Mar 18, 2019 Mar 18, 2019
12:00PM 01:30PM Black Food Geographies in Washington, DC: University Event Topic: Lectures & Meetings School: Emory College Department / Organization: James Weldon Johnson Institute for the Study of Race and Difference Building/Room: Robert W. Woodruff Library Meeting Organizer/Sponsor: James Weldon Johnson Institute for the Study of Race Speaker/Presenter: Ashante Reese, Assistant Professor of Anthropology, Spelman College Event Open To: All (Public) Cost: Free Registration / R.S.V.P. link: https://form.jotform.com/53145385695162 Contact Name: Latrice Carter Contact Email: latrice.carter@emory.edu Link: http://jamesweldonjohnson.emory.edu/home/colloquium/index.html (JWJI Race & Difference Colloquium) In this book talk, Ashante M. Reese makes clear the structural forces that determine food access in urban areas, highlighting Black residents' navigation of and resistance to unequal food distribution systems. Linking these local food issues to the national problem of systemic racism, Reese examines the history of the majority-Black Deanwood neighborhood of Washington, D.C. Based on extensive ethnographic fieldwork, Reese not only documents racism and residential segregation in the nation's capital but also tracks the ways transnational food corporations have shaped food availability. By connecting community members' stories to the larger issues of racism and gentrification, Reese shows there are hundreds of Deanwoods across the country. Reese's geographies of self-reliance offer an alternative to models that depict Black residents as lacking agency, demonstrating how an ethnographically grounded study can locate and amplify nuances in how Black life unfolds within the context of unequal food access. + Jones Room, RM 311, Woodruff Library Campus Events
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12:00PM 01:30PM Black Food Geographies in Washington, DC: University Event Topic: Lectures & Meetings School: Emory College Department / Organization: James Weldon Johnson Institute for the Study of Race and Difference Building/Room: Robert W. Woodruff Library Meeting Organizer/Sponsor: James Weldon Johnson Institute for the Study of Race Speaker/Presenter: Ashante Reese, Assistant Professor of Anthropology, Spelman College Event Open To: All (Public) Cost: Free Registration / R.S.V.P. link: https://form.jotform.com/53145385695162 Contact Name: Latrice Carter Contact Email: latrice.carter@emory.edu Link: http://jamesweldonjohnson.emory.edu/home/colloquium/index.html (JWJI Race & Difference Colloquium) In this book talk, Ashante M. Reese makes clear the structural forces that determine food access in urban areas, highlighting Black residents' navigation of and resistance to unequal food distribution systems. Linking these local food issues to the national problem of systemic racism, Reese examines the history of the majority-Black Deanwood neighborhood of Washington, D.C. Based on extensive ethnographic fieldwork, Reese not only documents racism and residential segregation in the nation's capital but also tracks the ways transnational food corporations have shaped food availability. By connecting community members' stories to the larger issues of racism and gentrification, Reese shows there are hundreds of Deanwoods across the country. Reese's geographies of self-reliance offer an alternative to models that depict Black residents as lacking agency, demonstrating how an ethnographically grounded study can locate and amplify nuances in how Black life unfolds within the context of unequal food access. + Jones Room, RM 311, Woodruff Library Campus Events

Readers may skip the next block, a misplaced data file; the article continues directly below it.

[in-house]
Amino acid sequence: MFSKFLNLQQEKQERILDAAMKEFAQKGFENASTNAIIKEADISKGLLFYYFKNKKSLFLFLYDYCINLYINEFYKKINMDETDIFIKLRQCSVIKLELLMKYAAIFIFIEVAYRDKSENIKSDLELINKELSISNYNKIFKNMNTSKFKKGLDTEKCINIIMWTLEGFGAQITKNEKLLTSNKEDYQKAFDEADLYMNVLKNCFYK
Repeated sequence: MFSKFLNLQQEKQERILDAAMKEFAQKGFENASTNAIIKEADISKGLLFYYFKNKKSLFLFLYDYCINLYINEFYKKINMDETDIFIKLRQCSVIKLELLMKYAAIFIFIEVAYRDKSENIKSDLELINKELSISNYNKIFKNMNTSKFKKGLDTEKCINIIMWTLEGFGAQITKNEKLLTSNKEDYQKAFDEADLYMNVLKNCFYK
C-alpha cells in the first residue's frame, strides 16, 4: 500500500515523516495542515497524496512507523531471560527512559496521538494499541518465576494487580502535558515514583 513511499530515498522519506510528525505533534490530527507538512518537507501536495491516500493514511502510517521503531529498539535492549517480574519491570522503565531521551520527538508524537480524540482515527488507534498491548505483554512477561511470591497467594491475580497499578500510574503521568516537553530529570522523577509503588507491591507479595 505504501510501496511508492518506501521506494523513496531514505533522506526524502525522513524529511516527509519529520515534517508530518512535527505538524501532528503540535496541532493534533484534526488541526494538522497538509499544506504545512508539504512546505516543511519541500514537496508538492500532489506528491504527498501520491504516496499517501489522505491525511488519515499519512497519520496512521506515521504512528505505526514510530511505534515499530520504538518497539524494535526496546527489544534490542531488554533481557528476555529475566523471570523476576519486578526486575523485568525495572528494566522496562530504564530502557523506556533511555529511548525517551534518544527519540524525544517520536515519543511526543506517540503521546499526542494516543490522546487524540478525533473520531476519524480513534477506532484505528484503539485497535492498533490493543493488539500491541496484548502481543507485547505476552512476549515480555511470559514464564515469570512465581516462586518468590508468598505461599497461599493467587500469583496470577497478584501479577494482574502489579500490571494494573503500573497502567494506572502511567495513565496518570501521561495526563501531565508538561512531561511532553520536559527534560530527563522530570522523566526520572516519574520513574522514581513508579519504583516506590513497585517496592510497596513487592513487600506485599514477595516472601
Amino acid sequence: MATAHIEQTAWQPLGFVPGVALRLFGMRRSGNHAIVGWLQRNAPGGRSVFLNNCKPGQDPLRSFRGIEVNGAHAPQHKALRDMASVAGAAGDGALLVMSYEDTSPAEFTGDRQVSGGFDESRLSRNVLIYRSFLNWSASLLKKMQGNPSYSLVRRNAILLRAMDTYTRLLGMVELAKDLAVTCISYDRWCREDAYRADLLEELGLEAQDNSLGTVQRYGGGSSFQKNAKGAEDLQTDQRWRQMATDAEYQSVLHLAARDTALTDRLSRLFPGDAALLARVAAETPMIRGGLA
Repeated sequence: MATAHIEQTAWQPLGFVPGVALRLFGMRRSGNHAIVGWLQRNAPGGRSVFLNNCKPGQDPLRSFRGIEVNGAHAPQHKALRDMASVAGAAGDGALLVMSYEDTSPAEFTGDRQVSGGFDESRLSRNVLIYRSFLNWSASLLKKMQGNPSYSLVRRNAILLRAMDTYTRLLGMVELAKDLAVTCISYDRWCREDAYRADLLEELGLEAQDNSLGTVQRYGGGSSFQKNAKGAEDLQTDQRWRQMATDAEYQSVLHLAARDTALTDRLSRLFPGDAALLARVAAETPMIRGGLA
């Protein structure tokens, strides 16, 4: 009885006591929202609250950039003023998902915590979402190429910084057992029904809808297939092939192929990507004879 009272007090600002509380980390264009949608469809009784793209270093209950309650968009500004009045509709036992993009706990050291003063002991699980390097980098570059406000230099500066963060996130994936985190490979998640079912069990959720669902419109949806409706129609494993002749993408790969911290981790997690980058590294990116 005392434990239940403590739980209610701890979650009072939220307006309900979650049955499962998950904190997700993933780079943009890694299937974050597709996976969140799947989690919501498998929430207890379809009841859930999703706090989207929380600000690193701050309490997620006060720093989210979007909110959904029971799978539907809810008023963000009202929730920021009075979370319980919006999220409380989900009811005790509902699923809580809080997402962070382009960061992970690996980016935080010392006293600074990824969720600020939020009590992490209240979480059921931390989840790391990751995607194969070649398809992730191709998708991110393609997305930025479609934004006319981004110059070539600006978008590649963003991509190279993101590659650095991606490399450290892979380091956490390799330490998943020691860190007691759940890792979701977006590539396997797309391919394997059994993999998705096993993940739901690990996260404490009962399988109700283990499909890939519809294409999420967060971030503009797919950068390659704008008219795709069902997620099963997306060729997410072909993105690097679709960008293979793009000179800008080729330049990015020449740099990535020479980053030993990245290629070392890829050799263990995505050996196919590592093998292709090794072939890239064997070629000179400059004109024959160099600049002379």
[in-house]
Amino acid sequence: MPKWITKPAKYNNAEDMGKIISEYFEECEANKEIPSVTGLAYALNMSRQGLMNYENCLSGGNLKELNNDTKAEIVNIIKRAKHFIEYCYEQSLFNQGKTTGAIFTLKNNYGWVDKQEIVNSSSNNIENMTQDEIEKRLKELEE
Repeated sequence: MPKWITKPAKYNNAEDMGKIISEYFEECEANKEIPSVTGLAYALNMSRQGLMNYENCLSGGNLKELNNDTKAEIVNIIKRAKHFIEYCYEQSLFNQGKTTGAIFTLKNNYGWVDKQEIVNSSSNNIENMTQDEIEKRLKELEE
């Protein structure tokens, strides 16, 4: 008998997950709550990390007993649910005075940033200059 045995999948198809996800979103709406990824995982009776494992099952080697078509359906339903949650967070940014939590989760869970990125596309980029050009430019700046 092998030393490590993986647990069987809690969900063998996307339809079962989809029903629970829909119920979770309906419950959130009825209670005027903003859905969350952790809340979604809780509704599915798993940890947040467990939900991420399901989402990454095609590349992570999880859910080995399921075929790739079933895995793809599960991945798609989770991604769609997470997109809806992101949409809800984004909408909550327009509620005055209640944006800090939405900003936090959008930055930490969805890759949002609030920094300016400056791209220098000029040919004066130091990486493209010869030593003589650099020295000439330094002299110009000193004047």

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04:30PM 06:00PM Anandi Knuppel - "Beyond Seeing...": Department / Organization: Middle Eastern and South Asian Studies Meeting Organizer/Sponsor: South Asia Seminar Series Speaker/Presenter: Anandi Knuppel Cost: Free Link: http://mesas.emory.edu/home/ Anandi Knuppel, PhD Candidate, West and South Asian Religions, Emory University “Beyond Seeing: Embodied Multisensory Performance, Experience, and Practice in Contemporary Transnational Gaudiya Vaishnavism” Scholarship across disciplines defines darshan as “seeing and being seen” by a deity, most often in Hindu temples. Through ethnographic research of everyday, individual performances of darshan by Gaudiya Vaishnava devotees across the southeastern United States, this project expands this characterization of darshan to explore the practice in its lived expressions within a specific theological context. This project reframes the conversation about everyday practices of darshan across Hindu traditions and proposes that scholars look at context, embodiment, relationships, and actual performances of what devotees refer to as darshan to understand the role and meaning of this practice in their daily lives. With this reframing, I move away from generalized, static definitions of darshan and propose instead that the practice is one of possibilities for relationships created and performed by a devotee. When contextualized in the case studies of this project, I show that darshan becomes a part of hearing and speaking the names of the divine, that it is critical to creating specific relationships of intimacy and enjoyment between devotee and deity, and that both are done within theological structures unique to the context of this community. Through this contextualization, I argue that we can abstract thematic elements of darshan, representing an analytical category of practices that are intersensorial, are located at the intersection of relationship and aesthetics, and are learned within distinct theological structures of practice and performance. + Psychology/PAIS 230 Campus Events
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